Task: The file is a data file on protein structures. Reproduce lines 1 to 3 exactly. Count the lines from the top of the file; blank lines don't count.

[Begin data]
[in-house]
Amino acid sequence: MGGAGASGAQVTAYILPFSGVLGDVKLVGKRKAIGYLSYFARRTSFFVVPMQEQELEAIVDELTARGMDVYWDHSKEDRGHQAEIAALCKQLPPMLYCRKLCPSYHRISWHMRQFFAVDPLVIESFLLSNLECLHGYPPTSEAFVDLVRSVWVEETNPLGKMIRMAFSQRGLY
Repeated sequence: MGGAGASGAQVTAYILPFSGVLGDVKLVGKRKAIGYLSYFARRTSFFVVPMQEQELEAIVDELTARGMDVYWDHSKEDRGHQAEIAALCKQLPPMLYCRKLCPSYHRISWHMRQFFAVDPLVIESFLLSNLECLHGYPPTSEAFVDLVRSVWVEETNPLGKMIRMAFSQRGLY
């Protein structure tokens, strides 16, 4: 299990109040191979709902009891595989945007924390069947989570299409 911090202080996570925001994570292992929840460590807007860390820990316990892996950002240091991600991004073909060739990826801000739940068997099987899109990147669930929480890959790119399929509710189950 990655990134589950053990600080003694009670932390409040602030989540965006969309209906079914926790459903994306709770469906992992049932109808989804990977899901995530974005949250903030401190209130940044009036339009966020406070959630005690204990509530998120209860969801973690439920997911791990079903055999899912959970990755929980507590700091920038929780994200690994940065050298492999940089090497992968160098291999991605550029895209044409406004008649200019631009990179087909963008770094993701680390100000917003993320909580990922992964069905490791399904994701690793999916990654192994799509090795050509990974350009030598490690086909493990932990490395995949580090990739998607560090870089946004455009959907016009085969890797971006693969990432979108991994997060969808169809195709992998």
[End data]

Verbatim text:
[in-house]
Amino acid sequence: MGGAGASGAQVTAYILPFSGVLGDVKLVGKRKAIGYLSYFARRTSFFVVPMQEQELEAIVDELTARGMDVYWDHSKEDRGHQAEIAALCKQLPPMLYCRKLCPSYHRISWHMRQFFAVDPLVIESFLLSNLECLHGYPPTSEAFVDLVRSVWVEETNPLGKMIRMAFSQRGLY
Repeated sequence: MGGAGASGAQVTAYILPFSGVLGDVKLVGKRKAIGYLSYFARRTSFFVVPMQEQELEAIVDELTARGMDVYWDHSKEDRGHQAEIAALCKQLPPMLYCRKLCPSYHRISWHMRQFFAVDPLVIESFLLSNLECLHGYPPTSEAFVDLVRSVWVEETNPLGKMIRMAFSQRGLY